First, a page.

No Justice in Ulises Valladares Case

An FBI agent invoked the qualified immunity (QI) in the Ulises Valladares case. The family of the late Valladares is appealing this QI decision. Specifically, an appeal court’s decision to grant QI to the agent who killed Ulises Valladares. Despite the decision, his family refuses to back down. 

As the Star Tribune reports, Ulises Valladares was bound and blindfolded when he was fatally shot by an FBI agent in 2018. Ironically, the agent was there to rescue Valladares. He was a kidnapping victim, held against his will. The agent told investigators he thought he was shooting the kidnapper. Instead, his bullet hit the hostage. According to Click 2 Houston, Valladares later died from the injuries.

Valladares’ family sued the agent. On his part, the agent claimed QI. At first, a federal judge sided with the Valladares family. He stated that this was “an illegal act” on part of the agent. However, on appeal, a court ultimately granted QI to the FBI agent who killed Ulises Valladares. A three-judge panel of the Fifth Circuit Court handed down the ruling.

The Valladares family is unsatisfied with the decision. They are challenging the court’s ruling. They seek justice for their loved one.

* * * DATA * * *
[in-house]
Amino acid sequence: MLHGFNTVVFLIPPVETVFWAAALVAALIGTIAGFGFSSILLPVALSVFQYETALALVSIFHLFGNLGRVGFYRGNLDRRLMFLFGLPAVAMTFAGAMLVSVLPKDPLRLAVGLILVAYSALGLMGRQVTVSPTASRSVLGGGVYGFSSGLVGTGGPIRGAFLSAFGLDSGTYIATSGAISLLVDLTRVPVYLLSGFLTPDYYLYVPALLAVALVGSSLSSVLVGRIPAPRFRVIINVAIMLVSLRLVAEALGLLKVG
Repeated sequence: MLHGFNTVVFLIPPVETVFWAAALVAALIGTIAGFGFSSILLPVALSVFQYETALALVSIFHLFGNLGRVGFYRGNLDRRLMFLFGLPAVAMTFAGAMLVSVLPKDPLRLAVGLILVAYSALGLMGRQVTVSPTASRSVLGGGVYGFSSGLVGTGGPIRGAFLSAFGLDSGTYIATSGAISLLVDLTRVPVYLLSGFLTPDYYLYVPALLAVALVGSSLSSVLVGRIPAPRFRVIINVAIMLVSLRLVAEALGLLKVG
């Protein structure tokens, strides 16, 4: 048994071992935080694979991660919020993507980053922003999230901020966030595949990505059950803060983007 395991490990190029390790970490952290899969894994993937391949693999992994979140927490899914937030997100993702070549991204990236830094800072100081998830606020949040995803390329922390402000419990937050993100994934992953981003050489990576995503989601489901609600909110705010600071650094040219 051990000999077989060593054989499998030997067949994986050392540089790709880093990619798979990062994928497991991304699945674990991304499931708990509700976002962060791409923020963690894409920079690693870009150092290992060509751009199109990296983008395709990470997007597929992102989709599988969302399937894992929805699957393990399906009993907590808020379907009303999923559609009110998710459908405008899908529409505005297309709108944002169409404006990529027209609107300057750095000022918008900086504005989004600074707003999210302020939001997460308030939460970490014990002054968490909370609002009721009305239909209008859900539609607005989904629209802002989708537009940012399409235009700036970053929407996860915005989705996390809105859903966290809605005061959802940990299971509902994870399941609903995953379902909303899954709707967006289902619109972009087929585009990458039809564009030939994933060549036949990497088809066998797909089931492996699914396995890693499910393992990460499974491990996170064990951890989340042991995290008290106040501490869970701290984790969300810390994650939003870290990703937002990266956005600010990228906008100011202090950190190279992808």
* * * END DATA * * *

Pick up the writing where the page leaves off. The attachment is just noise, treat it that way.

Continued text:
“We have officers shooting and killing bound, blindfolded, unarmed people by themselves and they get qualified immunity? That’s not right,” said Randall Kallien at a news conference. Kallien is a civil rights lawyer. He’s representing Ulises Valladrares’ family. 

The case of Ulises Valladares highlights a key argument in the QI debate. On one hand, defenders of the doctrine claim that QI is necessary because public officials, like FBI agents, shouldn’t worry about lawsuits on the job. Valladares was a hostage in a tense kidnapping situation. Thus, the FBI agent was in a life-and-death situation. Because of that, he had to make a split-second decision. Tragically, the agent’s decision cost Valladares his life. Still, defenders feel the agent deserves QI. 

However, QI’s detractors see it differently. Judges and juries, they say, have a specific duty. And that duty is to uphold the Constitution. Ulises Valladares’ family sued because the agent violated their loved one’s constitutional rights. Valladares shouldn’t have died. When a cop violates someone’s rights, regardless of the situation, they must be held accountable in court. But thanks to qualified immunity, it’s difficult for victims of police misconduct or their loved ones to find justice.  

Hopefully, the family of Ulises Vallandares will get another chance at finding justice.

Read the entire Star Tribune article here
Read the entire Click 2 Houston article here.